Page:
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HomeAFRICAA Kenyan Court Has Denied Flutterwave's Request To Withdraw Its Case Which...

A Kenyan Court Has Denied Flutterwave’s Request To Withdraw Its Case Which Is A Setback For The Company

The High Court, Kenya’s third-highest court, has rejected plans by Kenya’s Assets Recovery Agency (ARA) to drop its second case against the African fintech giant Flutterwave.

On suspicion of money laundering and fraud, the agency sequestered $3 million belonging to Flutterwave, Hupesi Solutions, and Adguru Technology Limited in August of last year. Two months prior, the ARA had frozen an additional $52.5 million belonging to Flutterwave and six other companies. After each seizure, the ARA filed a lawsuit, the first of which was formally withdrawn in March of this year.

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Requests to withdraw the second suit were denied by High Court judge Nixon Sifuna, who, in a ruling seen by TechCrunch, noted that the ARA, a publicly funded organization, had failed to provide reasons for the withdrawal, such as “negotiations or settlement, or the terms of such negotiations or settlement.”

Despite the agency’s investigator’s affidavit and a trove of documents, including bank statements, proving that the millions in the fintech’s bank and mobile money accounts were proceeds of crime and money laundering, the company was not charged. The judge questioned the agency’s claim that it no longer possessed any evidence of the alleged offense.

“The bodies entrusted with the duty to fight corruption, economic crime, organized crime, and similar vices (including money laundering) should not abdicate their divine duty or become complicit in such vices,” said Judge Sifuna, denying the withdrawal and adding that the proceedings will be decided upon receipt of a sworn affidavit from the agency’s CEO or a high-ranking officer.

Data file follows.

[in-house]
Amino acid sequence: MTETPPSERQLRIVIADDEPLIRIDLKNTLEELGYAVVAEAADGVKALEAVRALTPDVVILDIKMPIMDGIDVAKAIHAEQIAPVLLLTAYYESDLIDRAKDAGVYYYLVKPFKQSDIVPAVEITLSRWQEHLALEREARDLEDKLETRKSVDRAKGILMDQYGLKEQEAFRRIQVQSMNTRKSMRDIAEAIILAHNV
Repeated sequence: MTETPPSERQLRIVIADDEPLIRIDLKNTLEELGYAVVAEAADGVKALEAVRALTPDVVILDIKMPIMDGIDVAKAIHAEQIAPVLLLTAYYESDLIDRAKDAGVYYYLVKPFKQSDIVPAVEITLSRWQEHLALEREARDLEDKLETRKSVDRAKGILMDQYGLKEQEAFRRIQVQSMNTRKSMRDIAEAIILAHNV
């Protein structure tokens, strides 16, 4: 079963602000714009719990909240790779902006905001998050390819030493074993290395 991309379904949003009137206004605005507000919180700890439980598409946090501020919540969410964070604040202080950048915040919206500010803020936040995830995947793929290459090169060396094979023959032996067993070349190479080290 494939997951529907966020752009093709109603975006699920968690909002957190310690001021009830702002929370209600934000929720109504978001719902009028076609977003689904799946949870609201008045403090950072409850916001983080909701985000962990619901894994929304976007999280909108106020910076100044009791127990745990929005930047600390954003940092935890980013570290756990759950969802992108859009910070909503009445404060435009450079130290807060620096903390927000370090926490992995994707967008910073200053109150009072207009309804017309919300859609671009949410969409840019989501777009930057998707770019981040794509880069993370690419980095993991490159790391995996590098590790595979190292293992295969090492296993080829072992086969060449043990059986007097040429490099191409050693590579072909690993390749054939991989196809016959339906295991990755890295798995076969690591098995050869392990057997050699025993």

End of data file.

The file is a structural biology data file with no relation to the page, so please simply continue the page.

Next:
According to him, the agency’s decisions and actions must be “transparent and above reproach in the public eye,” and they must also be in the public’s best interest.

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The ruling will likely delay the company’s chances of obtaining a license to operate in Kenya. TechCrunch has requested a comment from Flutterwave.

In two instances, according to the agency, Flutterwave’s bank accounts were used to launder money under the pretense of merchant services. It stated that Flutterwave had neglected to provide evidence to validate customer retail transactions. It was also stated that there was no proof of payments to the alleged merchants.

Iyinoluwa Aboyeji, Olugbenga “GB” Agboola (CEO), and Adeleke Adekoya founded Flutterwave in 2016 to facilitate cross-border remittances in Africa. Since then, it has expanded to include a remittance service that enables users to transfer money to and from the continent, a Shopify-like e-commerce platform for small businesses called Flutterwave Store, and Tuition, a payments platform for education.

It raised $350 million at a valuation of $3 billion last year, making it one of Africa’s most valuable ventures. It has been involved in a number of controversies, including allegations of harassment, misappropriation of funds, and mismanagement.



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